Hawthorn’s heart-filled beauty meets us in each season. Tiny hand-shaped leaves reach out to greet us in spring, offering a wayside snack best eaten straight off the tree like a deer. In May, hawthorn’s blossom, soft and white with a little pink, covers the hedgerows and the forests, releasing a musty sweet scent that ignites two things within the mind – sex and death with notes of decay, fertility and desire. Flies, drawn to feast on the dark rot and unravelling of bodies, are attracted to its flowers, as are the bees and pollinators so in love with the sweet nectar. This duality massively increases hawthorn’s ability to thrive.

Branches of blossom were used to represent fertility, growth and new journeys in the pre-Christian May festival, Beltane. Through its medicine, this small tree teaches us the importance of being connected to the heart when stepping into new ways, while also mirroring the opposing steps of fertility and decay needed when we long to grow: through releasing and letting rot what holds us back and composting all we are not, we create the fecund womb of what will be.

We see this process reflected strongly back at us at this time of year, for autumn’s great unravelling is upon us. Nature is letting go of previous forms, enabling seeds to be fed and nourished. At this time of year, hawthorn brings forth bright red berries that hang in clusters from the branches like drops of heart blood. When eating the pectin-filled flesh of the berry around the large pip within, you may notice it tastes subtly of apple with hints of avocado.

The whole tree, especially the berries, provides a cardiotonic herb, helpful for all kinds of heart concerns and circulation. The leaves, blossom and fruit, a deeply beautiful medicine for the physical and emotional heart, have been shown to support cardiac function and are said to help with palpitations, grief, heartbreak, bone-deep sadness and anxiety. They protect the physical heart, relax and soothe the central nervous system, and help ease emotional edges and pain. By softening and nourishing the heart space, hawthorn can bring a sense of safety and wholeness – if you feel in need of a hug, turn towards hawthorn.

A member of the Rosaceae family, hawthorn has beautiful, strong thorns, which provide a refuge of protection to a variety of birds. This adaptation also shelters the young trees from deer, enabling them to grow and giving hawthorn the name ‘forest midwife’. For us humans, the thorns illustrate the importance of boundaries if we wish to feel safe enough to be in our hearts. Hawthorn teaches that this doesn’t mean becoming weaker. In fact, it means quite the opposite, for in inhabiting our hearts, we more readily know ourselves. Hawthorn helps us honour who we truly are at our core. Matching both strength and softness, it shows us the innate, wild ability to cultivate healthy boundaries as well as gentleness.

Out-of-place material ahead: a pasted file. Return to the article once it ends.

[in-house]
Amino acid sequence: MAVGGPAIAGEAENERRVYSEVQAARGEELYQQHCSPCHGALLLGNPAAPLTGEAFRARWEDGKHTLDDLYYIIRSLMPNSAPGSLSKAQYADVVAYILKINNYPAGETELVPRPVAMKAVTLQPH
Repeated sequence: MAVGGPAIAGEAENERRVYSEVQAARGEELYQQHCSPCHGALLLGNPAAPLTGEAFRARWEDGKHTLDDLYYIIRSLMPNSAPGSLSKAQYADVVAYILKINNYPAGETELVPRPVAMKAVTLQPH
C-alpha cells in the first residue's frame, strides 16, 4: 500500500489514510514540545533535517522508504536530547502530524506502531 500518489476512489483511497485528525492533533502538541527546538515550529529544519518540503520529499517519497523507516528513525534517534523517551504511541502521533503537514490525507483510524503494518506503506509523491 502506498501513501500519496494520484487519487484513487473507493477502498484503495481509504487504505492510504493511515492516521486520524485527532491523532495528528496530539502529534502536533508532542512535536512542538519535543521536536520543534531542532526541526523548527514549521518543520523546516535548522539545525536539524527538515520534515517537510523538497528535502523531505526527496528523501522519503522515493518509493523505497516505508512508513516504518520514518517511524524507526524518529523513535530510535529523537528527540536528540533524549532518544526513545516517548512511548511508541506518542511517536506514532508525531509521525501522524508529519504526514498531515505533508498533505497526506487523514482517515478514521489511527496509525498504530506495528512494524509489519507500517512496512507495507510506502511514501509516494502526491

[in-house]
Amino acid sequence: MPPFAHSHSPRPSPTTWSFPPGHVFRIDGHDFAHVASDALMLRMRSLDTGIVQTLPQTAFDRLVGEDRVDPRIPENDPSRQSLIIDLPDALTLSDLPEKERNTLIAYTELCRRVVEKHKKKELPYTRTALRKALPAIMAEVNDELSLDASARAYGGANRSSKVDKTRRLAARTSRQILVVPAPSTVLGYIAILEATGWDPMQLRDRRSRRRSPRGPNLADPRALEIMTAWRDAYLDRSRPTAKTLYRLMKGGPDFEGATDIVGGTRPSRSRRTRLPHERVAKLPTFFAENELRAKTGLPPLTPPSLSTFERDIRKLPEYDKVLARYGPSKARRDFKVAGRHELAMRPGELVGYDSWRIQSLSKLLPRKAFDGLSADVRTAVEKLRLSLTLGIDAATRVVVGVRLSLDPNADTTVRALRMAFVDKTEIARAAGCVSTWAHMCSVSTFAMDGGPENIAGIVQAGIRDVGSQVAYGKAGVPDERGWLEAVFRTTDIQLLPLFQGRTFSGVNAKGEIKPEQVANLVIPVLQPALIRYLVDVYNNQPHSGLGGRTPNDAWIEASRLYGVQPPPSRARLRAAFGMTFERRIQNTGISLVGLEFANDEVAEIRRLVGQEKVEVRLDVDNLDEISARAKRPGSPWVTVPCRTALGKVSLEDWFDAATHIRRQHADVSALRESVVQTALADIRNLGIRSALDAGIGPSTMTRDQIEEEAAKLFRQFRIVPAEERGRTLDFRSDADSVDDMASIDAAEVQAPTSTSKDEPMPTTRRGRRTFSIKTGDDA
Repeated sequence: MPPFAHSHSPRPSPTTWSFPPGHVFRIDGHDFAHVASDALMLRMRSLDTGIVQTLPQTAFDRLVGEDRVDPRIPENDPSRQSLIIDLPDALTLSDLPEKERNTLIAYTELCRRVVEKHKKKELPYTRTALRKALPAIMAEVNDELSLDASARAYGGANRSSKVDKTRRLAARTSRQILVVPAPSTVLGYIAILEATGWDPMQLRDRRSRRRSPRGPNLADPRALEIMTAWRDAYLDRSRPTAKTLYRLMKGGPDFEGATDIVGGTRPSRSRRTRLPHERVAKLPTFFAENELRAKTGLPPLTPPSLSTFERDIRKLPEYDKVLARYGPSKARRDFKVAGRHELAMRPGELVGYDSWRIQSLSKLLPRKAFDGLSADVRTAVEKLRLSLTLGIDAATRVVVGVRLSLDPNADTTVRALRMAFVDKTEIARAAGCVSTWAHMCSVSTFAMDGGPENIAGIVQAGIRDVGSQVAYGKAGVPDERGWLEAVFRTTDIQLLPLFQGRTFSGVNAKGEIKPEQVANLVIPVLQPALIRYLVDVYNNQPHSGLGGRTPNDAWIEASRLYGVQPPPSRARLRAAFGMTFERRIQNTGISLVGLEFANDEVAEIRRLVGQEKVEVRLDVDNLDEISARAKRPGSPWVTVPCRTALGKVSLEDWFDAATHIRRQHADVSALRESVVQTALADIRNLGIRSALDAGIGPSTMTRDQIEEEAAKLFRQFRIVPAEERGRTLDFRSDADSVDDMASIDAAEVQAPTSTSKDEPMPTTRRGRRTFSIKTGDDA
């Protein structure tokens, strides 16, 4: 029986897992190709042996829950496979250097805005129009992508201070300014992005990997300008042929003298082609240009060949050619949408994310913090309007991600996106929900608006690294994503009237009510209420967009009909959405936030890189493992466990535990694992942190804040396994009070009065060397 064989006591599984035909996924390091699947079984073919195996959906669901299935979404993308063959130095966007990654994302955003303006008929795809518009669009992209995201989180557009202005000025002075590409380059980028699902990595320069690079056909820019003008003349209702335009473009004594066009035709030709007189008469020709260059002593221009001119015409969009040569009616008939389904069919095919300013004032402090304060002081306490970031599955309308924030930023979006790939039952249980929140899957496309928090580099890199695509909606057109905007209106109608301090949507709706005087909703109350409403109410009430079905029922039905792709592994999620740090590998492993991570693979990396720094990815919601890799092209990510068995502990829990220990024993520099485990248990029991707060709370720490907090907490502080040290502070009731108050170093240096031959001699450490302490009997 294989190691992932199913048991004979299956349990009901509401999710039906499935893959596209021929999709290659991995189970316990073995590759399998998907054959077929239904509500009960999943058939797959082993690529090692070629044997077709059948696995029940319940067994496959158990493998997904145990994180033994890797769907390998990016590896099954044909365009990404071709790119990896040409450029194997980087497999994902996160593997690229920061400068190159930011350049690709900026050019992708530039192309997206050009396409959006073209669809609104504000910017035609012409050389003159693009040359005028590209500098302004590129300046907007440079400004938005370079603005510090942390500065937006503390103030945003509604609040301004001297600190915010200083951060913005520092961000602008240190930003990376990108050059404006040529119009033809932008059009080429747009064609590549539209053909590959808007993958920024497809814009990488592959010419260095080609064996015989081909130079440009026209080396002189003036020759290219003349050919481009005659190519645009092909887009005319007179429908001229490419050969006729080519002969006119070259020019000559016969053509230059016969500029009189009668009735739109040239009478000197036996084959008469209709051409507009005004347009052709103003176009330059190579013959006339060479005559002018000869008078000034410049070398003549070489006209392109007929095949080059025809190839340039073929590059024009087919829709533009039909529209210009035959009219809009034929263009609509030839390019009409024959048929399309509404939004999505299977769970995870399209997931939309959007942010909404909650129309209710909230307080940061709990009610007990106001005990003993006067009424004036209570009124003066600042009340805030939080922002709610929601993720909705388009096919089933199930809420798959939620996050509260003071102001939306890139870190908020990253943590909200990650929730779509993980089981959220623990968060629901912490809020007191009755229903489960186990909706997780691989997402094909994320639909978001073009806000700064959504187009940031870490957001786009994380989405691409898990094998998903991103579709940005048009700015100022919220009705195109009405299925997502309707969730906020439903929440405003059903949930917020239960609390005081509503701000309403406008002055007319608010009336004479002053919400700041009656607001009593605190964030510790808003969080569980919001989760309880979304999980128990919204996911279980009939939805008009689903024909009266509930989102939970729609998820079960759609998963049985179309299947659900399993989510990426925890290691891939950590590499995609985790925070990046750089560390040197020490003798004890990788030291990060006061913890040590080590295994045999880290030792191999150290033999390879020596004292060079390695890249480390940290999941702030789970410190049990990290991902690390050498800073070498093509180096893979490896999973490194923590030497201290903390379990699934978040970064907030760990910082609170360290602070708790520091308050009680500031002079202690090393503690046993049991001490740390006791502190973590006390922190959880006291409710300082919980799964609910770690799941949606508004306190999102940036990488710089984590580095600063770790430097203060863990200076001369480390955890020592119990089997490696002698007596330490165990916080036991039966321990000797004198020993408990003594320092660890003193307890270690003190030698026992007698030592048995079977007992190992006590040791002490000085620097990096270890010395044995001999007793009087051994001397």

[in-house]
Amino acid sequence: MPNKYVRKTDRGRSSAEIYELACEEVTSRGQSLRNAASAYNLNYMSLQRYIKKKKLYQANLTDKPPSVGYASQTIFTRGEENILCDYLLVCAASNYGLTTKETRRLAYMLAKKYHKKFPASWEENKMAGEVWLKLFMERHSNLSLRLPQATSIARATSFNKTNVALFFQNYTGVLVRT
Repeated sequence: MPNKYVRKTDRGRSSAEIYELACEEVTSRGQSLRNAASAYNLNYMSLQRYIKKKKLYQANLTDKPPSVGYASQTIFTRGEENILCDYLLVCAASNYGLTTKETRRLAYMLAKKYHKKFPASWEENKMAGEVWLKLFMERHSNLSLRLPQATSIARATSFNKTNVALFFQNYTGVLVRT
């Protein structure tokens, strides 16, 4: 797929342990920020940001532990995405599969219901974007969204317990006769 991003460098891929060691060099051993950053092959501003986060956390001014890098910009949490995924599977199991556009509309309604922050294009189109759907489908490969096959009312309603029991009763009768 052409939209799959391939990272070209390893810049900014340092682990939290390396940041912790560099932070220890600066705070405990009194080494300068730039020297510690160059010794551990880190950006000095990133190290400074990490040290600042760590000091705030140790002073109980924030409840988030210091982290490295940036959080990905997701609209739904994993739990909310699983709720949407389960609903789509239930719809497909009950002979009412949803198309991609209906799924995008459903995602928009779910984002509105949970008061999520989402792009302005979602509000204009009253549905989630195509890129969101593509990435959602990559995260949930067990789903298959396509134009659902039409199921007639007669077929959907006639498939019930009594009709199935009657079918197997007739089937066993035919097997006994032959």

Brigit Anna McNeill will speak at the 'Nature as a healer' trilogy of talks in November. resurgenceevents.org

Brigit Anna McNeill is a writer, ecotherapist, naturalist and herbalist. She has a new book coming out later this year on rewilding the human psyche through plants and Nature. @brigitannamcneill

Hawthorn overnight infusion

Let hawthorn’s heart-healthy benefits infuse into you. The hawthorn can be dried, used fresh or a combination of both.


1 tbsp hawthorn leaf
1 tbsp hawthorn blossom
1 tbsp hawthorn berry
500ml water
a 500ml glass jar, warmed


Add the hawthorn leaf, flower and berry to the jar. Pour just-boiled water over, filling the jar to within one inch of the top, and screw on the lid. Let the infusion sit overnight or for at least 10 hours. Strain in the morning to separate the hawthorn from the infused water. Enjoy throughout the day at room temperature, or warm gently to taste.

Hedgerow hawthorn fruit leather


1kg wild, foraged berries – around 500g of these should be pectin-rich hawthorn berries
100–200ml water
1–2 tbsp honey (optional)


Place the fruit and water in a large pan. Add the lid and simmer for 15–20 minutes, until the fruit is soft and mashable. Add a little extra water if needed, but don’t let it get too runny – you want to end up with a purée. Once the fruit is soft, mash it up well. Place a sieve over a bowl and pour the fruit mix into the sieve. Rub the pulp through the sieve and discard the seeds and skins. At this stage the pulp should be the consistency of custard. If it looks watery, return it to a clean pan and simmer gently to evaporate off some more of the water content and thicken the mix. Taste the pulp. If you’d like it sweeter, mix in the honey while still warm.

Line baking trays with baking paper. Pour the fruit pulp into them and place in a dehydrator or in an oven on the lowest possible setting with the door left ajar. The pulp can take anything from 2 to 8 hours to dry. If you are using an oven, you do not need to keep it on for the entire time. We like to alternate between an hour on and an hour off, being sure to leave the oven door open a bit to let moisture escape. When the pulp is dry to the touch, cut it into 4cm strips and roll it up in greaseproof paper. Store it in the fridge for up to two weeks or freeze it for up to a year.